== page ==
The effect of instruction to synchronize over step frequency while walking with auditory cues on a treadmill

Catarina Mendonça, Marta Oliveira, Liliana Fontes, Jorge Santos
Human Movement Science 2014, 33: 33-42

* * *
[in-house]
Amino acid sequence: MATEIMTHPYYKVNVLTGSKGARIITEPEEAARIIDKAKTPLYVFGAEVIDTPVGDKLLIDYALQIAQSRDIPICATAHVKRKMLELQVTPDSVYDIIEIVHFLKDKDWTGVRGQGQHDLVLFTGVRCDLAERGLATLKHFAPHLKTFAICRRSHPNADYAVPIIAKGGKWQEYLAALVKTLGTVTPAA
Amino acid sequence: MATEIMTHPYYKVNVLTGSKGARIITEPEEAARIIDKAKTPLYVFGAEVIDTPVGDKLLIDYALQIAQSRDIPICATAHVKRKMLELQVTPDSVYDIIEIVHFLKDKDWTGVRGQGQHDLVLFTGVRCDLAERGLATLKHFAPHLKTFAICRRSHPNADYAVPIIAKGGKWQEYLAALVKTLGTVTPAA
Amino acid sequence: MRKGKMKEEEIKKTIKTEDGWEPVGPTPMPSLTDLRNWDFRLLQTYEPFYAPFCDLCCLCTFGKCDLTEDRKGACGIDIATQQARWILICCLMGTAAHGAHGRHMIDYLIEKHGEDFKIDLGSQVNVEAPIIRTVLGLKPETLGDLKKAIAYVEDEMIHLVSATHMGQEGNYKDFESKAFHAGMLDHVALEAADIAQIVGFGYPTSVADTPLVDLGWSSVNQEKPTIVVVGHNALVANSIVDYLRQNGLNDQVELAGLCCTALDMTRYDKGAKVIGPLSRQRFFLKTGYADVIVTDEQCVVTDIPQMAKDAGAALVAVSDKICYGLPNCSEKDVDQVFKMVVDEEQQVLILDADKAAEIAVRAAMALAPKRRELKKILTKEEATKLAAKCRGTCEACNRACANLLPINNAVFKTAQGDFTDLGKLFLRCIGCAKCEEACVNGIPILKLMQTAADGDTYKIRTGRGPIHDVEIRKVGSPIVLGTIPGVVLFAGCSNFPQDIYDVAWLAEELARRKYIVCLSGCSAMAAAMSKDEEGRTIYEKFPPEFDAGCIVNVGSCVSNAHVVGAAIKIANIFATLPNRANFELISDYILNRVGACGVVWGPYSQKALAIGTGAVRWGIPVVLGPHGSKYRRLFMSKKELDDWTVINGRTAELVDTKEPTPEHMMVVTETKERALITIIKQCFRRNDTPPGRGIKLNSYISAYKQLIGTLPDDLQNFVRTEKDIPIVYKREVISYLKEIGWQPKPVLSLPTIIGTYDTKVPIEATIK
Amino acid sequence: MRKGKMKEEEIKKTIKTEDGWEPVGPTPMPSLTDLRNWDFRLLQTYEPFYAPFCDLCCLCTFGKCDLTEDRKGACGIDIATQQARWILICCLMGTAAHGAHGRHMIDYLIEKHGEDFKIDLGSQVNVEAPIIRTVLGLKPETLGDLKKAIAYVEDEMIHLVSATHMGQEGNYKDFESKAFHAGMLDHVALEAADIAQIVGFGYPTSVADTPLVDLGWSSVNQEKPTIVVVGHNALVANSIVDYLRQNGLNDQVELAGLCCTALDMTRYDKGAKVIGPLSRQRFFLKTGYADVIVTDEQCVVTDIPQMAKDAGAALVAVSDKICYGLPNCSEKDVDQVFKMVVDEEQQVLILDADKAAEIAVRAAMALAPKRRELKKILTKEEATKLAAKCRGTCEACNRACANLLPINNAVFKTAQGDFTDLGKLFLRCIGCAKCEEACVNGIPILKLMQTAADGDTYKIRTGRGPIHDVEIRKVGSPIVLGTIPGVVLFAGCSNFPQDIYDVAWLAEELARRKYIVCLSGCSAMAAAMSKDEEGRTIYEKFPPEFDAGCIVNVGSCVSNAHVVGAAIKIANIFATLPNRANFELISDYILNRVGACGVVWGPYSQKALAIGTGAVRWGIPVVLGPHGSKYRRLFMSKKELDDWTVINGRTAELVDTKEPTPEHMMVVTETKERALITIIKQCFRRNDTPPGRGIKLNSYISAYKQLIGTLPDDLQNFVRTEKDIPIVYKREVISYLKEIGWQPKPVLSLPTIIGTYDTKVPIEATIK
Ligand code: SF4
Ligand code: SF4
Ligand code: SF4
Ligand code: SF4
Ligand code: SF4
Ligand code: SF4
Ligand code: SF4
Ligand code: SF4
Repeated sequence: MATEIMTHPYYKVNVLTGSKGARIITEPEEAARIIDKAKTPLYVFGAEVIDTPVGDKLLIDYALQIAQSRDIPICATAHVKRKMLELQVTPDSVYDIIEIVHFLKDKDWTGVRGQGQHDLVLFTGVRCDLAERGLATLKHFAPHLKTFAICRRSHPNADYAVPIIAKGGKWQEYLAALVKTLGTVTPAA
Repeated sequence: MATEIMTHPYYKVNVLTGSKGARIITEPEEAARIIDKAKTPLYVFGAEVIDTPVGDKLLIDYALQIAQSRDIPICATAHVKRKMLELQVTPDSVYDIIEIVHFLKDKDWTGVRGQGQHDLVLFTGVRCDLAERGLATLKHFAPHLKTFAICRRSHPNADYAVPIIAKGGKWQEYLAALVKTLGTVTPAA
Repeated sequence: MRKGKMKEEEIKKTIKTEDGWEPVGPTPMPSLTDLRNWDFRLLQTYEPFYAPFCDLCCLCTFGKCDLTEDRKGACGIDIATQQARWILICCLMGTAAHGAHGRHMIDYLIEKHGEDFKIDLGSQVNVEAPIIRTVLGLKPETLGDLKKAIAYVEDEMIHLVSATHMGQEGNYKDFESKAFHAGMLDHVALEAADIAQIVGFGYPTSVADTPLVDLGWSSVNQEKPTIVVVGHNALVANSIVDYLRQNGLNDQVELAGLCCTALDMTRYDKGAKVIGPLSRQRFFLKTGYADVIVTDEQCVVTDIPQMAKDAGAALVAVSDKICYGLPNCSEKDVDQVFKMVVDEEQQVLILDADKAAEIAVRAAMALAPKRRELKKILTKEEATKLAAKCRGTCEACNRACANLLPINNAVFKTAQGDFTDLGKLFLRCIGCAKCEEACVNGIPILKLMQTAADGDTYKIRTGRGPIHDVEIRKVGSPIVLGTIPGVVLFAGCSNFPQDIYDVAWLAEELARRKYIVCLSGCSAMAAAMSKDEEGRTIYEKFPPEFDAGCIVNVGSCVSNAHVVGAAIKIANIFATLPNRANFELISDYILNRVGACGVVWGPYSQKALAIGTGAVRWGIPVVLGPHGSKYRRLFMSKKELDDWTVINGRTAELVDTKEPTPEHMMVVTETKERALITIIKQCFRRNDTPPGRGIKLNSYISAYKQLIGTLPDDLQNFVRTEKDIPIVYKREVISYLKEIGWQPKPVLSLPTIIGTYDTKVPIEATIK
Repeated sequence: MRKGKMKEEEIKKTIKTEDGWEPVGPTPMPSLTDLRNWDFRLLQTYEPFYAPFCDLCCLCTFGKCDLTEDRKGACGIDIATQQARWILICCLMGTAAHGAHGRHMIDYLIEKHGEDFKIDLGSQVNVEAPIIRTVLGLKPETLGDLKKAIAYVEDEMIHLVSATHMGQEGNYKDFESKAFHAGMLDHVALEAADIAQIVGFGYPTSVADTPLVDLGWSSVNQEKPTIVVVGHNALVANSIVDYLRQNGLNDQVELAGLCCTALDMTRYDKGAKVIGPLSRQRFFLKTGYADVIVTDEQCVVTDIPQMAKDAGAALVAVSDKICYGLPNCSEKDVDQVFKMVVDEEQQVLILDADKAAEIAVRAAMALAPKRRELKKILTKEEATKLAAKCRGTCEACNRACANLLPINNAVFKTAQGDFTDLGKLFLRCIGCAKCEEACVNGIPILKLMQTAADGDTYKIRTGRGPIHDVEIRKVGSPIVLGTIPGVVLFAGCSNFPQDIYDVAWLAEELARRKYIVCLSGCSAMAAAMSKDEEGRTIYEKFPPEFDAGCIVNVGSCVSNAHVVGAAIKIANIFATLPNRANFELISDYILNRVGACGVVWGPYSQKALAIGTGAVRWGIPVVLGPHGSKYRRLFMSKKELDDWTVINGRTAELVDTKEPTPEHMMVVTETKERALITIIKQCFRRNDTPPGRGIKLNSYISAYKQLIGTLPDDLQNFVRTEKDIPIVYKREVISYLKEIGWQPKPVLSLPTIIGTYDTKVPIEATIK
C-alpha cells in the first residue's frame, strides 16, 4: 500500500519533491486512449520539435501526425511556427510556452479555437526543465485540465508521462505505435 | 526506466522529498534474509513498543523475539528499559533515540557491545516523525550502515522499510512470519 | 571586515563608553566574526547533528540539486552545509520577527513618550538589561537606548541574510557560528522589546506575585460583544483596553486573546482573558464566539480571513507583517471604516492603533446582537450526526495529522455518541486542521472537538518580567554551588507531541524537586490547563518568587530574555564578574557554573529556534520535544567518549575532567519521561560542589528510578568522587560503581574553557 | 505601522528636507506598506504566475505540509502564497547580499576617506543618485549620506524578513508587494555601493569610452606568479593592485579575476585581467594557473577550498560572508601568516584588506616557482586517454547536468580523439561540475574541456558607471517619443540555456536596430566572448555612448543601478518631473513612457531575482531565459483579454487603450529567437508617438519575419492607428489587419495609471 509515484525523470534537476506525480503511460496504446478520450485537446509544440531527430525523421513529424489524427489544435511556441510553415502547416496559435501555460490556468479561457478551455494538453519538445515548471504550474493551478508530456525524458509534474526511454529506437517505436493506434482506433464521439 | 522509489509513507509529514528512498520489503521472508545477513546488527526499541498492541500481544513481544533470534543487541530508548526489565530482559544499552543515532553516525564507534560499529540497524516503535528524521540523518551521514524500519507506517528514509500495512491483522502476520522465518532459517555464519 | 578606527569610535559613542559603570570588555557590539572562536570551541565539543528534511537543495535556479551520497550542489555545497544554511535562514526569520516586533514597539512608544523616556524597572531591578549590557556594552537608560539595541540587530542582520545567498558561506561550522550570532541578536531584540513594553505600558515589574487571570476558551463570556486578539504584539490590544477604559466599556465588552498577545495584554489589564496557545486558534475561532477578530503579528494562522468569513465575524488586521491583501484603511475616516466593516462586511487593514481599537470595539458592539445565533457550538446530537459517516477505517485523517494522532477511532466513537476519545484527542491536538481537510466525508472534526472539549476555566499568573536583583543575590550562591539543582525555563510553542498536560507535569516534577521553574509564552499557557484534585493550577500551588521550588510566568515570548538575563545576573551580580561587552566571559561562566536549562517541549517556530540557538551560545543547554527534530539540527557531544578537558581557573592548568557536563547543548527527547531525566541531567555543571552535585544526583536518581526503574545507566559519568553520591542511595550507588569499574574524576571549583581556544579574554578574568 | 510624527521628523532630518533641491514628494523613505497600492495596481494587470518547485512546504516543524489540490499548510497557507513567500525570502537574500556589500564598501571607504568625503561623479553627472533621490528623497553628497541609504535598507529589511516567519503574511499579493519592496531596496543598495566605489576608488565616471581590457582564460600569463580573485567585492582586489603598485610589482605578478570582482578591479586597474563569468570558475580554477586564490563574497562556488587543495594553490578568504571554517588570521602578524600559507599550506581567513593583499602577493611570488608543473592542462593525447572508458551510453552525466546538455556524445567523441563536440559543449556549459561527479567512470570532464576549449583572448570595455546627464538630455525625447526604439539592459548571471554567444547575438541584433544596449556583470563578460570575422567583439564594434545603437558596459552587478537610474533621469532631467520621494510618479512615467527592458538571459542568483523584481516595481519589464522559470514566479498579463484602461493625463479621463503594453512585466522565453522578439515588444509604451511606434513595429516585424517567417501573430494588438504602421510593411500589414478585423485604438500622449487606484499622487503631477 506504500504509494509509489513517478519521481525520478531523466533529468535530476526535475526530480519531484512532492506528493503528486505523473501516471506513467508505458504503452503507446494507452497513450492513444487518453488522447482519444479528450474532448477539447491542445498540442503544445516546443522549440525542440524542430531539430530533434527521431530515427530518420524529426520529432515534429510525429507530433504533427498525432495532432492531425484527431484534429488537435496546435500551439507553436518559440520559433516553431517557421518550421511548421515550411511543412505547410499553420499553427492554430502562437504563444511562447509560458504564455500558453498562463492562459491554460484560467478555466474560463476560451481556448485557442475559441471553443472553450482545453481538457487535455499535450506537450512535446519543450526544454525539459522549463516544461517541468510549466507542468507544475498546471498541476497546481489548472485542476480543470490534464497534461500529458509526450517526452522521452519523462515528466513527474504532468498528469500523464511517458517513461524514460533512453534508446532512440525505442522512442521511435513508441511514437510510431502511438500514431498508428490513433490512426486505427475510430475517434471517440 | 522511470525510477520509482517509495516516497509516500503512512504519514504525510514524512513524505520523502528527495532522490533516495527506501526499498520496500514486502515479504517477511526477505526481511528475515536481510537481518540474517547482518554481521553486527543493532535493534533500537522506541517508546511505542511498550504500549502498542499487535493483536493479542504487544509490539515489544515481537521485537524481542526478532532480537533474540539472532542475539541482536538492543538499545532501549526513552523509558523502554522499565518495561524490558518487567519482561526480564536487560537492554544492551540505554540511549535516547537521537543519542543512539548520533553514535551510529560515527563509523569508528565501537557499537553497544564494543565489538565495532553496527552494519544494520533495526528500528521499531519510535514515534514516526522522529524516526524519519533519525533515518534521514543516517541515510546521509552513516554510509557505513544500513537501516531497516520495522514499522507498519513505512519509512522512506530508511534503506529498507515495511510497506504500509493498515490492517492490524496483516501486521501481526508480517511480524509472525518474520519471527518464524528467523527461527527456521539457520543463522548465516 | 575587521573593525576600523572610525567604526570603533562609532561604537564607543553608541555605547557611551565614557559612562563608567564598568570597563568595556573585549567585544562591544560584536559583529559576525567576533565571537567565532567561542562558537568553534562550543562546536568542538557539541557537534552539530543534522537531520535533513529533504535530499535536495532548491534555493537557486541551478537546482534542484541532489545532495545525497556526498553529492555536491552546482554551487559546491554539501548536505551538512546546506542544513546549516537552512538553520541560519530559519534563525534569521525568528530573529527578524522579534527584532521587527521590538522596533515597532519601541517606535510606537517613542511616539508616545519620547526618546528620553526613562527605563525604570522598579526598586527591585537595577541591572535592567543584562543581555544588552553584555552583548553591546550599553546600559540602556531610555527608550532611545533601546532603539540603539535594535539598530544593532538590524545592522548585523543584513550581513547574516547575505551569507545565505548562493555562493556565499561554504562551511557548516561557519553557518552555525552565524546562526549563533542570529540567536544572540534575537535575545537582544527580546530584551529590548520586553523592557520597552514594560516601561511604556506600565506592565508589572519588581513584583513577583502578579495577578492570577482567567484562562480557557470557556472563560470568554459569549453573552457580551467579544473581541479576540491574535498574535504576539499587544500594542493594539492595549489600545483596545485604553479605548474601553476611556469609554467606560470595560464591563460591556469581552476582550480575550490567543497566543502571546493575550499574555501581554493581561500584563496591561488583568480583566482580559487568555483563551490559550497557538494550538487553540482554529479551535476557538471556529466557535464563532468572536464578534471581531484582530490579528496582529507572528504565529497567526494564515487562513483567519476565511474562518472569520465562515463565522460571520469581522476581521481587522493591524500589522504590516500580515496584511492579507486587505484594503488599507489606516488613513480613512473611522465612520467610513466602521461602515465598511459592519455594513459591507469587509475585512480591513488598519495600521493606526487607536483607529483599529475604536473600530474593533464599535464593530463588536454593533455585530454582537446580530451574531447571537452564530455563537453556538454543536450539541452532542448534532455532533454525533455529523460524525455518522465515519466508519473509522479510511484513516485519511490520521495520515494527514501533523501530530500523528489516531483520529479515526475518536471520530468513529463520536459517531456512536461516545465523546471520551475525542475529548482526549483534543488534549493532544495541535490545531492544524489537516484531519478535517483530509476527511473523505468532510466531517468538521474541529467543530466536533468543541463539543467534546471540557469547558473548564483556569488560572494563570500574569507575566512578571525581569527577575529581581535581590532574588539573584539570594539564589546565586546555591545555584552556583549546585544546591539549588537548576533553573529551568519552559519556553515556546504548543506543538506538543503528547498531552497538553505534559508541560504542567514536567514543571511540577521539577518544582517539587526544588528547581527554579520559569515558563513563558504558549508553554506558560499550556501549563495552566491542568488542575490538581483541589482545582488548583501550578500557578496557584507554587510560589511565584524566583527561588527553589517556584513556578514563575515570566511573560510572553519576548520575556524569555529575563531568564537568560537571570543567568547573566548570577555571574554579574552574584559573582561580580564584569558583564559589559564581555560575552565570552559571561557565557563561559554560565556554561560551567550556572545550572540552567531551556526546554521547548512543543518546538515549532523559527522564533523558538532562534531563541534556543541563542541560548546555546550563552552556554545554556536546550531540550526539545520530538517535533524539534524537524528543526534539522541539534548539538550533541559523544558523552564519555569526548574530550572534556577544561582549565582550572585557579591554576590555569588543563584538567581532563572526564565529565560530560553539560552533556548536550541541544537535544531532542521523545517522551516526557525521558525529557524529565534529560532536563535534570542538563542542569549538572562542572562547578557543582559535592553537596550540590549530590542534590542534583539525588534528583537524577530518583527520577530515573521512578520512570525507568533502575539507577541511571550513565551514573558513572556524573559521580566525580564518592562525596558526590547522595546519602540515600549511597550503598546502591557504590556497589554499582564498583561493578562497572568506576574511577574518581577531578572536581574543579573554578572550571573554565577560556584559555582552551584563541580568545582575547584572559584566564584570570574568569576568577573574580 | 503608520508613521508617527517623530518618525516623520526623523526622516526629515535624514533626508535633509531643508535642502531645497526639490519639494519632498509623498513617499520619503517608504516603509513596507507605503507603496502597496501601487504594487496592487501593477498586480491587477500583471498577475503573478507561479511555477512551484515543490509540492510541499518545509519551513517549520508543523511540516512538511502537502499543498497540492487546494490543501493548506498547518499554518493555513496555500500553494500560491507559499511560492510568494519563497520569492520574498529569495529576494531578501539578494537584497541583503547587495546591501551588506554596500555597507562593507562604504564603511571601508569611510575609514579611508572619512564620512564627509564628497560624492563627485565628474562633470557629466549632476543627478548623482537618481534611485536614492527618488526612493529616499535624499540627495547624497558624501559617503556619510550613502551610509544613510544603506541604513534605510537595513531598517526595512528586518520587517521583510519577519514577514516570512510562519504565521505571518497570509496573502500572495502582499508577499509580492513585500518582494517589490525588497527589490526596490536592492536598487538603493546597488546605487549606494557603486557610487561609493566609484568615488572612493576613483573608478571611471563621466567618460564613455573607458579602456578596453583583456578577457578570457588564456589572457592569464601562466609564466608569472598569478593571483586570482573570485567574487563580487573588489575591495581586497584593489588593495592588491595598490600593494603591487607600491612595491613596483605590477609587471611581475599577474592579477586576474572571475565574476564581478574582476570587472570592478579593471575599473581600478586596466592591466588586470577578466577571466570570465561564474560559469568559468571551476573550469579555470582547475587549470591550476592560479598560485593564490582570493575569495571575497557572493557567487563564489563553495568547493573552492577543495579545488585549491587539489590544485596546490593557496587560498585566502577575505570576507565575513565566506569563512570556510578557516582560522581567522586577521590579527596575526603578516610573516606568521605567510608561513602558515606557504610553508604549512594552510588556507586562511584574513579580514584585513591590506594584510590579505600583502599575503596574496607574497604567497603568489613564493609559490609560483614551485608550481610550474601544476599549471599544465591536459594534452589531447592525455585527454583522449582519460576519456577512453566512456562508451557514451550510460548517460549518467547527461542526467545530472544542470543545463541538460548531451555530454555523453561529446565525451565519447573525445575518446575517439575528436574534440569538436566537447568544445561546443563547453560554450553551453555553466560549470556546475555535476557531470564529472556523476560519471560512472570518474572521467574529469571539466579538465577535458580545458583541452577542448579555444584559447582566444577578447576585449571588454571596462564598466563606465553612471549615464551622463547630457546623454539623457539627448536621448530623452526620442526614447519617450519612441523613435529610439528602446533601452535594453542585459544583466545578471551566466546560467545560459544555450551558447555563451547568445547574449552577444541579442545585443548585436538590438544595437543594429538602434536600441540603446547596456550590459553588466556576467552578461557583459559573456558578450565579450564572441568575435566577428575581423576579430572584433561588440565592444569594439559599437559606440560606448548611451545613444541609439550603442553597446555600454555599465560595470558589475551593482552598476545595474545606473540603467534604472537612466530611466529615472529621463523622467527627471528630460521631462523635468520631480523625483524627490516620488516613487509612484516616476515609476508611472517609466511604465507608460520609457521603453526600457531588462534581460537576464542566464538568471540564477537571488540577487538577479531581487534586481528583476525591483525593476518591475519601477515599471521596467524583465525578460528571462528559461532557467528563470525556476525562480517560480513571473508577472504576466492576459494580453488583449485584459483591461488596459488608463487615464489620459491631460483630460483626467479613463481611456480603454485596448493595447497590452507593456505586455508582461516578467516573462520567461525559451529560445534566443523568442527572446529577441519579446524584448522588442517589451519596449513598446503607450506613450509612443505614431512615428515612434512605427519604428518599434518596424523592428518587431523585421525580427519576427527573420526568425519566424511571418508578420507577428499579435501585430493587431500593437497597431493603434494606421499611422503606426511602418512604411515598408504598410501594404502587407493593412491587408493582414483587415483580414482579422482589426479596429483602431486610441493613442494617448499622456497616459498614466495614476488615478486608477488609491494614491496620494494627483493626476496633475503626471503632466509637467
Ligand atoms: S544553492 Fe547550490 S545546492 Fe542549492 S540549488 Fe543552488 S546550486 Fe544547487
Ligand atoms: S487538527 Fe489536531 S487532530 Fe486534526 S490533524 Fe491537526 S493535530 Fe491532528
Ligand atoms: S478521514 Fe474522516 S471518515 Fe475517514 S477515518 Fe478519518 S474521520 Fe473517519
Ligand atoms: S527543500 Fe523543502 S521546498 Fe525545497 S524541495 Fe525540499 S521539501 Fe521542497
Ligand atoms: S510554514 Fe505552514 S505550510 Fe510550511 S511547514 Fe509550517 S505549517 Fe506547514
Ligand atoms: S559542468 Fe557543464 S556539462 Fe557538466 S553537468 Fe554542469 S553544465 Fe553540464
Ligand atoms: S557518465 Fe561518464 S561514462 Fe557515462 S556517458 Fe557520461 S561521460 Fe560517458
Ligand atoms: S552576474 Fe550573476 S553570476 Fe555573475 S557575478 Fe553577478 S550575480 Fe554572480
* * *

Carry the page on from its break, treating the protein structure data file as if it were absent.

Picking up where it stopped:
Walking to a pacing stimulus has proven useful in motor rehabilitation, and it has been suggested that spontaneous synchronization could be preferable to intentional synchronization. But it is still unclear if the paced walking effect can occur spontaneously, or if intentionality plays a role. The aim of this work is to analyze the effect of sound pacing on gait with and without instruction to synchronize, and with different rhythmic auditory cues, while walking on a treadmill. Firstly, the baseline step frequency while walking on a treadmill was determined for all participants, followed by experimental sessions with both music and footstep sound cues. Participants were split into two groups, with one being instructed to synchronize their gait to the auditory stimuli, and the other being simply told to walk. Individual auditory cues were generated for each participant: for each trial, cues were provided at the participant's baseline walking frequency, at 5% and 10% above baseline, and at 5% and 10% below baseline. This study's major finding was the role of intention on synchronization, given that only the instructed group synchronized their gait with the auditory cues. No differences were found between the effects of step or music stimuli on step frequency. In conclusion, without intention or cues that direct the individual's attention, spontaneous gait synchronization does not occur during treadmill walking.

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